This music present the sounds of a city at work, busily producing “things;” some of metal, some needing to be stamped out, and some requiring much repetitive attention. Rollo works in a factory, and dreams throughout the workday of the pleasant train ride home to the country. He himself is a “mass product:” he dresses like everyone else, he rides the train in like everyone else, he repeats the same task all day like everyone else, and at day’s end, he joins the long trudging line of automatons as the “masses” move in synchronicity, coming and going to their assigned jobs (here their robot-like cadence, two quarternotes, two eighth-notes, and one quarter note!). Does the piece end with Rollo boarding a train that increasingly speeds him home, or is it his imagination – the acceleration representing his increasing desperation to be out of the factory and on his own? You decide. Russian Christmas Music (1944) ALFRED REED An ancient Russian Christmas Carol, Carol of the Little Russian Children, together with much original material and elements derived from the liturgical musical tradition of the Eastern Orthodox Church, form the basis of this musical impression of old Russia during the jubilant Christmas season. The inspiration from both carols and the music of the Eastern Orthodox Chuch (which permits only vocal music during its services) give the piece a beautiful, lyrical quality. Although written as a single movement, four sections can be discerned in Russian Christmas Music: Children’s Carol, Antiphonal Chant, Village Song, and the closing Cathedral Chorus (which is heralded by church bells). Together they create a powerful and moving work.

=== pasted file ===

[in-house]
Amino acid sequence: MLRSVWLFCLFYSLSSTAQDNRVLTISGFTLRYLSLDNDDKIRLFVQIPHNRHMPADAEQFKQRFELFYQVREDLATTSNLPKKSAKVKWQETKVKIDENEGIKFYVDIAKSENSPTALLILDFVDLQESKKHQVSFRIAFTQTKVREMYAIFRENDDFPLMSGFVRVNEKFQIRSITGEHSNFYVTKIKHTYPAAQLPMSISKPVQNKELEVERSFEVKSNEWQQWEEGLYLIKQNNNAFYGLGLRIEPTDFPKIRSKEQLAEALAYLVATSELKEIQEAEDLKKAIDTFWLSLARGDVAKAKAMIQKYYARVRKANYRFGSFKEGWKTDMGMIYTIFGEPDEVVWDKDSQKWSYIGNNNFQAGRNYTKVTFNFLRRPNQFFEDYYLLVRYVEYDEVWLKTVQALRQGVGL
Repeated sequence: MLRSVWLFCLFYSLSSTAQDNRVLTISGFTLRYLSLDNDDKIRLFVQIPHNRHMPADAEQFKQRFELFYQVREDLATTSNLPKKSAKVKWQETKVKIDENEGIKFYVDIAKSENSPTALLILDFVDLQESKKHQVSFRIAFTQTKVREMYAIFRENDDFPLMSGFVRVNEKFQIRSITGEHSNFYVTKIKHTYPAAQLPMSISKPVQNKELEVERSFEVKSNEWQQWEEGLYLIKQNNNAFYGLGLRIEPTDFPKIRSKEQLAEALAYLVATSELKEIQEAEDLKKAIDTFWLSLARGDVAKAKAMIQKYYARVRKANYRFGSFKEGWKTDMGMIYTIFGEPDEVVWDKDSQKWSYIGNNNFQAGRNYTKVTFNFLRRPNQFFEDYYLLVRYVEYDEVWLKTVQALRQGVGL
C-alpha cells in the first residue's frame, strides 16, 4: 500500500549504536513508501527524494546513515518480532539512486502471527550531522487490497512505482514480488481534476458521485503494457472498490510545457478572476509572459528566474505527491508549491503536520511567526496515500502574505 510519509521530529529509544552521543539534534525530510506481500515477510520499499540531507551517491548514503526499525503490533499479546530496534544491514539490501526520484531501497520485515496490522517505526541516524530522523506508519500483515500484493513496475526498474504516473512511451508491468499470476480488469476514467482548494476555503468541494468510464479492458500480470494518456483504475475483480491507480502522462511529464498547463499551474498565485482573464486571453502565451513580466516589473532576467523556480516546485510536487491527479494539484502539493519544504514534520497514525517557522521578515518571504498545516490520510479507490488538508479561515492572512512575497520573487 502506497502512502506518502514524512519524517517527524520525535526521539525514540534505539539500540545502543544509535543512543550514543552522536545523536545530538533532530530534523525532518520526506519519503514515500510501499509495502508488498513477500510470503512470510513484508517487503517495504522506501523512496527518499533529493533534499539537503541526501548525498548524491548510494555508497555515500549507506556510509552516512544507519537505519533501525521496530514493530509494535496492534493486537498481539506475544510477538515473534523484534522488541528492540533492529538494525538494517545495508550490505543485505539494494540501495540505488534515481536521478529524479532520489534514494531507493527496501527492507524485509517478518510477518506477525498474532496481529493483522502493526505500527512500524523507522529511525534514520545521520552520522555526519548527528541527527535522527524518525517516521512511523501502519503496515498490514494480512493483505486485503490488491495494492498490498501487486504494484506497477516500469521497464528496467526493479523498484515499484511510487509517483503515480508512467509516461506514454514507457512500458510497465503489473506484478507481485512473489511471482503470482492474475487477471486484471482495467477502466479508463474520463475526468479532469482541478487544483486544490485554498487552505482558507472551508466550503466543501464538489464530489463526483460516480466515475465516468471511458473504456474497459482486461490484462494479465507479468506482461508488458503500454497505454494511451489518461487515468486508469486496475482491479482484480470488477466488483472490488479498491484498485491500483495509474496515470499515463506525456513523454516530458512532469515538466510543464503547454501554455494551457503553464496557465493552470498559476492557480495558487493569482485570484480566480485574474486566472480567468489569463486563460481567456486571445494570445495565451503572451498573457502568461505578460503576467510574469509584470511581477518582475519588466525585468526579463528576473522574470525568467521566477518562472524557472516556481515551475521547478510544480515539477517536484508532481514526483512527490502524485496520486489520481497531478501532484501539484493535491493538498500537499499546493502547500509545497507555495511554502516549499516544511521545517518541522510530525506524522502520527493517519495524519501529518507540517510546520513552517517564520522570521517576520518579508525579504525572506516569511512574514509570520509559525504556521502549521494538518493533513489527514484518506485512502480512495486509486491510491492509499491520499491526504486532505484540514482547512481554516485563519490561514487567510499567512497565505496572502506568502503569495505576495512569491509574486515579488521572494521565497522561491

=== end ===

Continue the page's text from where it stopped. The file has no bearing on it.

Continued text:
About Tonight’s Student Composers Nathan Prillaman ’13 is a twenty-year-old composer, performer, and producer of classical, pop, jazz, and electronic music from Potomac, Maryland. Currently a junior at Yale University, he is pursuing a Bachelor’s in Music with composition studies under Kathryn Alexander and Michael Klingbeil. He has also studied at the Brevard Music Center with Kevin Puts and Robert Aldridge, and at the Boston University Tanglewood Institute with Martin Amlin. Recently, Nathan has worked with a variety of ensembles, from Yale’s own SiC INC to Chicago’s Fifth House Ensemble. Nathan’s music has been featured at the North American Saxophone Alliance Region V Conference, at Yale College New Music Events, and at various other concerts on the East Coast. In addition to his composing activities, Nathan is active as a performer and producer of multiple genres of music, and is the marketing director of the Aegis Collective, a New York-based non-profit dedicated towards creating artistic collaborations between young artists from all media and genres. Nathan is currently in the process of producing A Streetcar Named Funk’s debut EP, due out late 2011. For more information, or for recordings of Nathan’s work, head to Anderson F. Alden ’13, a twenty-year-old composer from Santa Monica, California, is currently a junior at Yale University. In the fall of 2007 Anderson was selected to be a Composer Fellow with the Los Angeles Philharmonic in a newly established program for student composers, under the direction of Pulitzer Prize-winner Steven Stucky. In 2008 and again in 2009, Anderson was thrilled to hear the Los Angeles Philharmonic Orchestra perform his music. As part of the 5th annual Grand Avenue Festival at Walt Disney Concert Hall in 2008, Christian McBride and the Sonus Quartet performed a composition of Anderson’s for double bass and string quartet. In summer 2011, Anderson enjoyed attending the NYU/ASCAP Buddy Baker Film-Scoring Workshop and also the Bowdoin International Music Festival where he studied with Robert Beaser. Anderson is the recipient of three ASCAP Foundation Morton Gould Young Composer Awards and Honorable Mentions, and among others, five first-place state composition awards in California. This is currently Anderson’s fourth year as a member of the prestigious MTAC Young Composers Guild, where he won a five-year membership (2007-2012) with yearly performances of his compositions. Anderson’s composition teachers include Kathryn Alexander, Michael Kingbeil, A.J. McCaffrey, and Peter Gilbert. Anderson’s formal music studies began in piano performance and keyboard theory at age seven, with Deborah H. How. Anderson has garnered recognition and prizes in numerous piano performance competitions and has had the honor of performing two world premieres, one composed by Gabriella Lena Frank and the other by Chen Yi.